What is the difference between a recession and a depression?
The word “depression” is popping up more often than at any time in the past 60 years, but what exactly does it mean? The popular rule of thumb for a recession is two consecutive quarters of falling GDP. 22 America’s National Bureau of Economic Research has officially declared a recession based on a more rigorous analysis of a range of economic indicators. But there is no widely accepted definition of depression. So how severe does this current slump have to get before it warrants the “D” word?
goes to the one in 1873-79, which lasted 65 months.
Japan’s “lost decade” in the 1990s was not a depression, according to these criteria, because the largest peak-to-trough decline in real GDP was only 3.4%, over the two years to March 1999. Since the second world war, only one developed economy has suffered a drop in GDP of more than 10%: Finland’s contracted by 11% during the three years to 1993, mainly thanks to the collapse of the Soviet Union, then its biggest trading partner.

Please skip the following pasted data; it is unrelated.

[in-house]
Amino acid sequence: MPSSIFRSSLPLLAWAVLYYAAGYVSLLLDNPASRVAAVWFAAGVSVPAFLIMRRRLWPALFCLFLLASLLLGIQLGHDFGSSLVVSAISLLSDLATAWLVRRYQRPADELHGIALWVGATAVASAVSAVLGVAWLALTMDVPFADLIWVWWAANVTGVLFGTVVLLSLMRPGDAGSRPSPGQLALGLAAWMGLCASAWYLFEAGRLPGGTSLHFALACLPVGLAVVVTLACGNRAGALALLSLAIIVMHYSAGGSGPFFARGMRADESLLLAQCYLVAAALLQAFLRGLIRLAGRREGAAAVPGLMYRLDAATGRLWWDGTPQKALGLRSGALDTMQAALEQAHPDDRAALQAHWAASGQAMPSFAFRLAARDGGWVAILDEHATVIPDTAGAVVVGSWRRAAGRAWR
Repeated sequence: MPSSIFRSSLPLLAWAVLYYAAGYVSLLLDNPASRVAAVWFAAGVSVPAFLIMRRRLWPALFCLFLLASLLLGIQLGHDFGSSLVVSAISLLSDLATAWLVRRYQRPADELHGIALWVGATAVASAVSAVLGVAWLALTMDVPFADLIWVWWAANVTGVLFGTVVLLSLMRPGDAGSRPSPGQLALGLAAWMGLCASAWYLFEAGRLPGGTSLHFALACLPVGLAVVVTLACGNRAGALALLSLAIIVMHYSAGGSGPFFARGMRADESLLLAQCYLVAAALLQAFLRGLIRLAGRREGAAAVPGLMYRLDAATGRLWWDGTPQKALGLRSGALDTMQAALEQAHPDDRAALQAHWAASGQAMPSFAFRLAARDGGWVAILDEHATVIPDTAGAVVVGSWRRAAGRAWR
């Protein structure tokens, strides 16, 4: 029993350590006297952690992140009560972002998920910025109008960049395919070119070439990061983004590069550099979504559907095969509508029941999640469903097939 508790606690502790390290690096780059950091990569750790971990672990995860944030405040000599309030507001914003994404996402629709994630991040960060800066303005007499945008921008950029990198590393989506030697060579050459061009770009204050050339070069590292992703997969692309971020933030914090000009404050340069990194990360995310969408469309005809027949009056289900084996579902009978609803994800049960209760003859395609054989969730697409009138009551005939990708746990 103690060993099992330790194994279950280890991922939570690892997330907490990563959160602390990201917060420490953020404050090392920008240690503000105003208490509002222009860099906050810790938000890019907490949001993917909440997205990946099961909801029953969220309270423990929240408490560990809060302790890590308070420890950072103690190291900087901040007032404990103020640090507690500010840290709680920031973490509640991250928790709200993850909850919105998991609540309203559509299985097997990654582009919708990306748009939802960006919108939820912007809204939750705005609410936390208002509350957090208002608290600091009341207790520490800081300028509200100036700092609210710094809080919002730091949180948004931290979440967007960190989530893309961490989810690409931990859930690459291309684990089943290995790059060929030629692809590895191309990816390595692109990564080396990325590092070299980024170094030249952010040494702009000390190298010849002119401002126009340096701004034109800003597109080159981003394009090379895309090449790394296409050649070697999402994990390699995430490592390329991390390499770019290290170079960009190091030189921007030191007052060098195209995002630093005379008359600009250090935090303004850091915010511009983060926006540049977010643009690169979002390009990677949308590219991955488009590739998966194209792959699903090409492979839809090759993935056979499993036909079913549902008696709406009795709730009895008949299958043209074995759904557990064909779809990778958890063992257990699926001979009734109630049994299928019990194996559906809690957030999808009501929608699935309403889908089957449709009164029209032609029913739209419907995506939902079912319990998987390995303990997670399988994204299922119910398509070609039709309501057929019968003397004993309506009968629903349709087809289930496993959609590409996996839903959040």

prone. Among the 25 emerging economies covered each week in the back pages of The Economist, there have been no fewer than 13 instances in the past 30 years of a decline in real GDP of more than 10%. Argentina and Poland were afflicted twice. Indonesia, Malaysia and Thailand all suffered double-digit drops in output during the Asian crisis of 1997-98, and Russia’s GDP shrank by a shocking 45% between 1990 and 1998.
the economy; and income taxes automatically fall and unemployment benefits rise, helping to support incomes. Another reason is that in the late 19th and early 20th centuries, when countries were on the gold standard, the money supply usually shrank during 23 recessions, exacerbating the downturn. Waves of bank failures also often made things worse.
were all associated with financial panics and falling prices: in both 1893-94 and 1907-08 real GDP declined by almost 10%; in 1919-21, it fell by 13%.
, does not have to be “Great” in the 1930s sense. On his definition, depressions, like recessions, can be mild or severe.